Growing up in Charleston, we were surrounded by vivid personalities. Next door were two sisters in their sixties, one of whom lived in a camper parked out front at the curb. Another neighbor--a mild, cordial gentleman-- once held up an ATM with a .22-caliber rifle. There was the lonely old bachelor who dressed in a top hat and tails every Valentine's Day and a host of other characters who seemed larger than life in this prim port city, with its antebellum mansions and gardens of camellias and azaleas. Although Charleston has changed gradually over the years, the eccentricity of our fellow Charlestonians is something we can always count on.
There's another thing about our hometown that seemed never to change: dull restaurants. A decade ago, Louis Osteen livened things up when he opened Louis's, with cosmopolitan turns on Low Country fare. More recently, Bob Waggoner returned from France to apply la technique to Southern staples at Charleston Grill. But most restaurants here existed to serve the great hordes of tourists, who apparently were content with no more than high-school-cafeteria-quality fried shrimp and hush puppies.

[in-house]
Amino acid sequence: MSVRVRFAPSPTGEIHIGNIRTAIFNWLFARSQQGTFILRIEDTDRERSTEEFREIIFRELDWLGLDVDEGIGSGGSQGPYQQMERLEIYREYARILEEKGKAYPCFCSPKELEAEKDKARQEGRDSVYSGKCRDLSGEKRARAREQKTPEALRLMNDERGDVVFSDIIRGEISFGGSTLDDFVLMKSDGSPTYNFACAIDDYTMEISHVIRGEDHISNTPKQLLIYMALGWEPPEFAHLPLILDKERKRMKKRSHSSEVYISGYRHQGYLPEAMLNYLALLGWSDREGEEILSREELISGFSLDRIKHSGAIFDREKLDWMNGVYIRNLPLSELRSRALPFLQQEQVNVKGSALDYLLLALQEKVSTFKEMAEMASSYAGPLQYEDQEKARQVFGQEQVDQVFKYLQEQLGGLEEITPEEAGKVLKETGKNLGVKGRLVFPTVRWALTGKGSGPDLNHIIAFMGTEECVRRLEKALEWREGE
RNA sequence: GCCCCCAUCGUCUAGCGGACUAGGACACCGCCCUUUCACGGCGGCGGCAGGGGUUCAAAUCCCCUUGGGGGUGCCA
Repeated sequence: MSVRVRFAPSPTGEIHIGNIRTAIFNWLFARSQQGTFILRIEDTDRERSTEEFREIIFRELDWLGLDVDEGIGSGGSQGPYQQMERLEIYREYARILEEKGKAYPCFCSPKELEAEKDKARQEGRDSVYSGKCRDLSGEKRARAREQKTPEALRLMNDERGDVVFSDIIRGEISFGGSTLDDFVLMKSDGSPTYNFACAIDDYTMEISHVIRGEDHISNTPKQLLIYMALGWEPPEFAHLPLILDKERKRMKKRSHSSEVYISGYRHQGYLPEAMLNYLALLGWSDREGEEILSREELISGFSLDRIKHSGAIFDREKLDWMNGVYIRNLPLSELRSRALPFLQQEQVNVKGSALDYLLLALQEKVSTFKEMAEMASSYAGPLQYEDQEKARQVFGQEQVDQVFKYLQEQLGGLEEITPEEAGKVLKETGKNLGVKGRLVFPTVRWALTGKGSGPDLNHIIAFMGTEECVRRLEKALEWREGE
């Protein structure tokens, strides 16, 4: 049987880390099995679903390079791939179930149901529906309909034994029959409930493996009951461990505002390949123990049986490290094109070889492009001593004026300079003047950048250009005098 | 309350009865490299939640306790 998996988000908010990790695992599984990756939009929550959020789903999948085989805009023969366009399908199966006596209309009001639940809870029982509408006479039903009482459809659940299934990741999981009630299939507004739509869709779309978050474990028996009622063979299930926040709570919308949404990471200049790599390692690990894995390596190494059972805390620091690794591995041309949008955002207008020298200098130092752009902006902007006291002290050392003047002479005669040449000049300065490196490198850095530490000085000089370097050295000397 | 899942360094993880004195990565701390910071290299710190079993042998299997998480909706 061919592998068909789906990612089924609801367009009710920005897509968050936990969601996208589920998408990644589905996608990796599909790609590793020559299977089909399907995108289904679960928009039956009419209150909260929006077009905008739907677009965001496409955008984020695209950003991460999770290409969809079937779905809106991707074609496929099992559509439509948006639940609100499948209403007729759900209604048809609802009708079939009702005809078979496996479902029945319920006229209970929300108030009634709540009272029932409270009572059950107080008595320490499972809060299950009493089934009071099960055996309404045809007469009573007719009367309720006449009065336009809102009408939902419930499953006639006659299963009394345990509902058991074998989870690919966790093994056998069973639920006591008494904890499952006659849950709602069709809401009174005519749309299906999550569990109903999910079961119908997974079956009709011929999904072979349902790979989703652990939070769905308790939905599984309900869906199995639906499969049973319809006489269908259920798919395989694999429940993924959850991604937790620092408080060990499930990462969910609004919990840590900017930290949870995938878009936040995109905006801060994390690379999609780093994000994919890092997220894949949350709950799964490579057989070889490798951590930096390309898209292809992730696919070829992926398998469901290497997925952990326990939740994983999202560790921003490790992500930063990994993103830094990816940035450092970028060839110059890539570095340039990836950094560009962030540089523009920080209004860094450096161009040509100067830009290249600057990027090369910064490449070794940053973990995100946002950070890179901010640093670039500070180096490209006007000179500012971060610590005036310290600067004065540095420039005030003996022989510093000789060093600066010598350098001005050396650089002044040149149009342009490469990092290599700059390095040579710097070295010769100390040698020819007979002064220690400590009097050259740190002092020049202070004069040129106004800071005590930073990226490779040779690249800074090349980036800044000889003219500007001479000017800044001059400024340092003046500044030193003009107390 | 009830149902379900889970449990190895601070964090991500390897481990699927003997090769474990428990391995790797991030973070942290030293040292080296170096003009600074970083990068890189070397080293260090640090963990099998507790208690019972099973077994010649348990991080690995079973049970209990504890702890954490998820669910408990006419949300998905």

Then, on a recent trip to the Holy City, we discovered that a clutch of new restaurants has sprung up, seemingly overnight. They're places with personalities as bold as our neighbors', but with a few more social graces. Energetic young chefs are bringing new ideas to Low Country cuisine, reaching out to farmers for Jerusalem artichokes, golden beets, radish sprouts and other ingredients rarely seen on local menus before. For the first time in our lives, choosing where to eat out is part of the joy of being here. Charleston finally has the restaurants it deserves.